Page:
Democrats seek to give U.S. states say over marijuana, levy tax

Reuters Middle East

* Bills would regulate marijuana, impose federal tax

-lawmakers

* Effort follows legalization in Washington state, Colorado

WASHINGTON, Feb 5 (Reuters) - U.S. states would be free to

decide whether to legalize marijuana without running afoul of

federal law but would require purchasers to pay federal taxes on

its sale under legislation being proposed by two Democratic

lawmakers.

The proposed bills in the House of Representatives aim to

offer a new federal policy toward pot, amid a growing movement

to legalize it for personal use, whether recreational or

medical.

Representatives Earl Blumenauer of Oregon and Jared Polis of

Colorado, both Democrats, planned to introduce the legislation

on Tuesday.

One bill would end a federal ban on marijuana and give

states jurisdiction over its use and regulate it in a similar

way to alcohol sales, while the other would levy a federal tax,

the congressmen said in a statement.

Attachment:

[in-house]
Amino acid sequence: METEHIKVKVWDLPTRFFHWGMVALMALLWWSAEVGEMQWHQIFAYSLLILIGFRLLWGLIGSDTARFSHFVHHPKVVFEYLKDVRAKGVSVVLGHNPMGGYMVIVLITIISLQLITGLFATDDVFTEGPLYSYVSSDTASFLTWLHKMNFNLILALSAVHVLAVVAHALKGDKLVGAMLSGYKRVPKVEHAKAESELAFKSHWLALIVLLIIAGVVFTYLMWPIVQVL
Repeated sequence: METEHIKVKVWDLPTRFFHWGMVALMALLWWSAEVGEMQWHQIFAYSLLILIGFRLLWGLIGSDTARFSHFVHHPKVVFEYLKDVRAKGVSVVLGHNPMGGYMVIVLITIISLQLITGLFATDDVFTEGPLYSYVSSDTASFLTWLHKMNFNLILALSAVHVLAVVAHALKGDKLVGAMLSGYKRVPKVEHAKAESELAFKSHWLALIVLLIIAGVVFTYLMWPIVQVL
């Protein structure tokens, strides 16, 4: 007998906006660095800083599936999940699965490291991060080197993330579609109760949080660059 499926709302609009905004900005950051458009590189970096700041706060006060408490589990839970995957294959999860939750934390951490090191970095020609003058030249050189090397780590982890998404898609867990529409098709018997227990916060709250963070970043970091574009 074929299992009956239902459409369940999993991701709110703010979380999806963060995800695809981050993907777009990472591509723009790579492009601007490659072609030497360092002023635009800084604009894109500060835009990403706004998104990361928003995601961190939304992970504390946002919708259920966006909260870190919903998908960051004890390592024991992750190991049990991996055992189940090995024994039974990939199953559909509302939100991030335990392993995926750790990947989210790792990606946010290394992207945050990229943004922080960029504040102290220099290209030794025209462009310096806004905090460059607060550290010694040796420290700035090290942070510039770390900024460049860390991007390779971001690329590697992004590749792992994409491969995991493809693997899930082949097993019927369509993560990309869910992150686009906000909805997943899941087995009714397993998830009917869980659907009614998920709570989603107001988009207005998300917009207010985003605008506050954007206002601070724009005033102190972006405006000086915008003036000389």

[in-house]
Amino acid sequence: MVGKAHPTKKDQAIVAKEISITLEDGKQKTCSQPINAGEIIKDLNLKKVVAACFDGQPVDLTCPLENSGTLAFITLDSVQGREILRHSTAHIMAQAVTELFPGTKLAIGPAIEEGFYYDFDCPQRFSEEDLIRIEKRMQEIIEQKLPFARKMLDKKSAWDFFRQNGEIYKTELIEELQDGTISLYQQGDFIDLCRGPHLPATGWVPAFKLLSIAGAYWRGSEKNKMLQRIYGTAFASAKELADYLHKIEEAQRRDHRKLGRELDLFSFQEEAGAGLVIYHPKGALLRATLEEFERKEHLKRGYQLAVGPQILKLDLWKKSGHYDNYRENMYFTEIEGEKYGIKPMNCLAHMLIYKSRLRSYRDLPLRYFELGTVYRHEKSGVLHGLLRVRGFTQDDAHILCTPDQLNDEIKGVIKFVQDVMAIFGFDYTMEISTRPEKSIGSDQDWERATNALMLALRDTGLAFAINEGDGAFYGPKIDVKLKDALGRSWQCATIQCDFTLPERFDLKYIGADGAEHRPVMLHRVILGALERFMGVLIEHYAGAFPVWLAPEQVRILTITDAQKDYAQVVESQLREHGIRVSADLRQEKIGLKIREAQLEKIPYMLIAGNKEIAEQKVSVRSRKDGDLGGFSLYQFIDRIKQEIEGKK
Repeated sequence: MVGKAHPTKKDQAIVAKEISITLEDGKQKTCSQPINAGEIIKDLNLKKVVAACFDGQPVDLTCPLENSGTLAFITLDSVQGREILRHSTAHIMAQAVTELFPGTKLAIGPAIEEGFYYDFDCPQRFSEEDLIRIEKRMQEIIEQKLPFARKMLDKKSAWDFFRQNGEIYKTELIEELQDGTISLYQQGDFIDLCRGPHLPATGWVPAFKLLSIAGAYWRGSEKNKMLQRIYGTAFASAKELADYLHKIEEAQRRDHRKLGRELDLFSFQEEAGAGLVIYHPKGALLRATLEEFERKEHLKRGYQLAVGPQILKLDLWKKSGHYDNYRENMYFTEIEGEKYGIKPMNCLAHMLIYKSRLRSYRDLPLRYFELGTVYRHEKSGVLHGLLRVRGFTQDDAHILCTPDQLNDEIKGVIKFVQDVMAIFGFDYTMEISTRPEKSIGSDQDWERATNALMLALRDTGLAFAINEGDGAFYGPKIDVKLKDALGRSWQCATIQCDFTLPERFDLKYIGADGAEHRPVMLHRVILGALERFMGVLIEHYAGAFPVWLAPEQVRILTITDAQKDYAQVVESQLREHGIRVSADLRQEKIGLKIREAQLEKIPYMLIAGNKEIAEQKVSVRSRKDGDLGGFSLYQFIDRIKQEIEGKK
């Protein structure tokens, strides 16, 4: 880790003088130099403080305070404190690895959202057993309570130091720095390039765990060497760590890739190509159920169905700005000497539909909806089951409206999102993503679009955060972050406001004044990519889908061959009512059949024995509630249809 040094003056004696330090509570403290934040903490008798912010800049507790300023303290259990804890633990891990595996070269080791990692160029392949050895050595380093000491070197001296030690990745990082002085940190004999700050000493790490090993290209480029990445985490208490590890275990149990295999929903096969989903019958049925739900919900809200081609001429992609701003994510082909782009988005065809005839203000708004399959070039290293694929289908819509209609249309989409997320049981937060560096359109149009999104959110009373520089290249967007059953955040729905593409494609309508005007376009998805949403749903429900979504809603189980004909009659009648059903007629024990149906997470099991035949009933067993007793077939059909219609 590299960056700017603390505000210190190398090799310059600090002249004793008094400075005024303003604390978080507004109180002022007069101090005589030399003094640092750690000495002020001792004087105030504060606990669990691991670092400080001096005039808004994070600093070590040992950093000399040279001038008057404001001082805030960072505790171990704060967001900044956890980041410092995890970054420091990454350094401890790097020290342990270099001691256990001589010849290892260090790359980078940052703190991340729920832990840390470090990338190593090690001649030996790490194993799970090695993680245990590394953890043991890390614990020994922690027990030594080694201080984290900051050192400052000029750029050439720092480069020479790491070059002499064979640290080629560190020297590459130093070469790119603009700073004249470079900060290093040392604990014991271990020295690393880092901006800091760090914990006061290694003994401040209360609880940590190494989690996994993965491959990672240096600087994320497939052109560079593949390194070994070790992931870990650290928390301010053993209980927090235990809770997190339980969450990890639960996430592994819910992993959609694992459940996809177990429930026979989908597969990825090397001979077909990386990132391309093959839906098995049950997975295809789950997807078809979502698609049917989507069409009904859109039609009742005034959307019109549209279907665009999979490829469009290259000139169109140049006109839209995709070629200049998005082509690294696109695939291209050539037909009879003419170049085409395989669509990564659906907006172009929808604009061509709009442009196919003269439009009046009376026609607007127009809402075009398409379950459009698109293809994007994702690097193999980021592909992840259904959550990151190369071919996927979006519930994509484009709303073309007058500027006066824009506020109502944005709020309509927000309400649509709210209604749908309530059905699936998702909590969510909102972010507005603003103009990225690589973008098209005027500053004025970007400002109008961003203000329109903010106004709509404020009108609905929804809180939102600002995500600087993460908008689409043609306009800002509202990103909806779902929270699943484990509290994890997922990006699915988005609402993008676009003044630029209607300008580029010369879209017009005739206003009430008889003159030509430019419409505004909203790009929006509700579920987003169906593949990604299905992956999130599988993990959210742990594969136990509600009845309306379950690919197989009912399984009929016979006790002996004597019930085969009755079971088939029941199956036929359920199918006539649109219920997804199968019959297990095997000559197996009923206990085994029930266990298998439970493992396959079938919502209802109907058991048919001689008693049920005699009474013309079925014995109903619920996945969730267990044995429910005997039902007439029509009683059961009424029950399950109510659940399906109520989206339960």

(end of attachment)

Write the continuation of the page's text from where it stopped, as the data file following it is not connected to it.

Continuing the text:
The Democrats' bills likely face a hurdle in the House where

Republicans hold a majority and control what legislation moves

forward. A similar, bipartisan effort by other representatives

failed to gain traction in 2011.

Washington state and Colorado voted to legalize the drug in

2012 but now face questions on how to implement their laws while

U.S. authorities still consider pot illegal. Illinois is also

considering acting on the issue.

Eighteen states, including California and Oregon, plus the

nation's capital city already allow sales for medical use to

help certain patients cope with pain and other chronic

conditions, according to the National Conference of State

Legislatures, which tracks state laws.

Last year's votes have buoyed those who support easing

access to the drug, which U.S. health officials say is the most

commonly used illegal drug. Polls show most

Americans support legalizing pot.

Critics say that despite widespread use and acceptance, the

drug carries health risks, especially for youth. They question

whether the drug, derived from the cannabis plant and usually

smoked, has benefits for medical use.

Advocates on both sides of the issue are waiting anxiously

to see how federal authorities will act as Washington state and

Colorado move forward.

The U.S. Justice Department has yet to clarify its stance on

the issue, but President Barack Obama has said it does not make

sense for the federal government to focus on recreational drug

users in such states, given limited government resources and

growing public acceptance.

U.S. drug officials have classified marijuana as an illegal

drug with no accepted medical use and a high potential for abuse

since 1970.

(Editing by Howard Goller and Philip Barbara)

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